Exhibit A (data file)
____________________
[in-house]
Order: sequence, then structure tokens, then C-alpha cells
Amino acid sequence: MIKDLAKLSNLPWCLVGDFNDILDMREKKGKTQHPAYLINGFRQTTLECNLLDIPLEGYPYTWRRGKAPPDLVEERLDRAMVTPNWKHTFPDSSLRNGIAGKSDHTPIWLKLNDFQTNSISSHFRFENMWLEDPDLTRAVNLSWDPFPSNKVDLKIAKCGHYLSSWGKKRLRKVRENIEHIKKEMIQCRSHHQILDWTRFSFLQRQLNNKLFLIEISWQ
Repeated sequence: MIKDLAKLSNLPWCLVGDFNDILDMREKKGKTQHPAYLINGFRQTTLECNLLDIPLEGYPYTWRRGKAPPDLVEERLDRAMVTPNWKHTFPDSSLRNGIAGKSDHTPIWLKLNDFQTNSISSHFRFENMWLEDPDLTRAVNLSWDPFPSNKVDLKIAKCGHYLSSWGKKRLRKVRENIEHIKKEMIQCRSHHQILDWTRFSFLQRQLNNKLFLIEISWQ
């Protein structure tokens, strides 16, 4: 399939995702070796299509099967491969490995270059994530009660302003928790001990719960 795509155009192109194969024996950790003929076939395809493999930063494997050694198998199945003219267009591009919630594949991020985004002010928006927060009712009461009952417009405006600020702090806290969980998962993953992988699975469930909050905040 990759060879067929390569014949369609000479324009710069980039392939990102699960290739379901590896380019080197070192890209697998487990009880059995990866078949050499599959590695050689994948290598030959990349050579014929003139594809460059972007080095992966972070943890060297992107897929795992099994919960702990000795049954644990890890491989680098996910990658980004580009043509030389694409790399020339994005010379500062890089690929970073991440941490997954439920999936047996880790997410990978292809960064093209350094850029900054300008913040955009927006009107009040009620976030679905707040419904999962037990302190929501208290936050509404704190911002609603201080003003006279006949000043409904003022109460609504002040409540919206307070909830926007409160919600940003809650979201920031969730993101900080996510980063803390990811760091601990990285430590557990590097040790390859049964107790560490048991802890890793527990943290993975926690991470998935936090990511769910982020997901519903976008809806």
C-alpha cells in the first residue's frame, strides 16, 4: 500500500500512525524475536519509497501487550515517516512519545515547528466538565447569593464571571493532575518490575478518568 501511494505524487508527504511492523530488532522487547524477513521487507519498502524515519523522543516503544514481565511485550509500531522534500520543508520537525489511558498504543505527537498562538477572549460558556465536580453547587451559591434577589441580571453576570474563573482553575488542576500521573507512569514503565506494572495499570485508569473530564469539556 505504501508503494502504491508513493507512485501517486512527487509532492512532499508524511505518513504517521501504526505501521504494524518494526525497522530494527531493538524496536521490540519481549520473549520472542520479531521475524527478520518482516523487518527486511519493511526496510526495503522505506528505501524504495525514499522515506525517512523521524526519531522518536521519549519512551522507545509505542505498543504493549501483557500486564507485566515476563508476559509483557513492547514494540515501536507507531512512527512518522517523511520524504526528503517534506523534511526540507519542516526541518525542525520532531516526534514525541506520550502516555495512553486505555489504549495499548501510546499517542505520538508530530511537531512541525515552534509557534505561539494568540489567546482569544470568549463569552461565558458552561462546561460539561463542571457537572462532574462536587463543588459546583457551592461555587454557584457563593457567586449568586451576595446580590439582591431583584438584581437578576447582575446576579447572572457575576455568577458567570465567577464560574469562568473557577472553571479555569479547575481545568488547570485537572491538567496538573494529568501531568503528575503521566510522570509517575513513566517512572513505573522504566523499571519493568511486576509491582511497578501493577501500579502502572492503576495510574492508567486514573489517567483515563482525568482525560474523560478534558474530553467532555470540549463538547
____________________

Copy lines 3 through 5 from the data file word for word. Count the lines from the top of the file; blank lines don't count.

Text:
Amino acid sequence: MIKDLAKLSNLPWCLVGDFNDILDMREKKGKTQHPAYLINGFRQTTLECNLLDIPLEGYPYTWRRGKAPPDLVEERLDRAMVTPNWKHTFPDSSLRNGIAGKSDHTPIWLKLNDFQTNSISSHFRFENMWLEDPDLTRAVNLSWDPFPSNKVDLKIAKCGHYLSSWGKKRLRKVRENIEHIKKEMIQCRSHHQILDWTRFSFLQRQLNNKLFLIEISWQ
Repeated sequence: MIKDLAKLSNLPWCLVGDFNDILDMREKKGKTQHPAYLINGFRQTTLECNLLDIPLEGYPYTWRRGKAPPDLVEERLDRAMVTPNWKHTFPDSSLRNGIAGKSDHTPIWLKLNDFQTNSISSHFRFENMWLEDPDLTRAVNLSWDPFPSNKVDLKIAKCGHYLSSWGKKRLRKVRENIEHIKKEMIQCRSHHQILDWTRFSFLQRQLNNKLFLIEISWQ
């Protein structure tokens, strides 16, 4: 399939995702070796299509099967491969490995270059994530009660302003928790001990719960 795509155009192109194969024996950790003929076939395809493999930063494997050694198998199945003219267009591009919630594949991020985004002010928006927060009712009461009952417009405006600020702090806290969980998962993953992988699975469930909050905040 990759060879067929390569014949369609000479324009710069980039392939990102699960290739379901590896380019080197070192890209697998487990009880059995990866078949050499599959590695050689994948290598030959990349050579014929003139594809460059972007080095992966972070943890060297992107897929795992099994919960702990000795049954644990890890491989680098996910990658980004580009043509030389694409790399020339994005010379500062890089690929970073991440941490997954439920999936047996880790997410990978292809960064093209350094850029900054300008913040955009927006009107009040009620976030679905707040419904999962037990302190929501208290936050509404704190911002609603201080003003006279006949000043409904003022109460609504002040409540919206307070909830926007409160919600940003809650979201920031969730993101900080996510980063803390990811760091601990990285430590557990590097040790390859049964107790560490048991802890890793527990943290993975926690991470998935936090990511769910982020997901519903976008809806």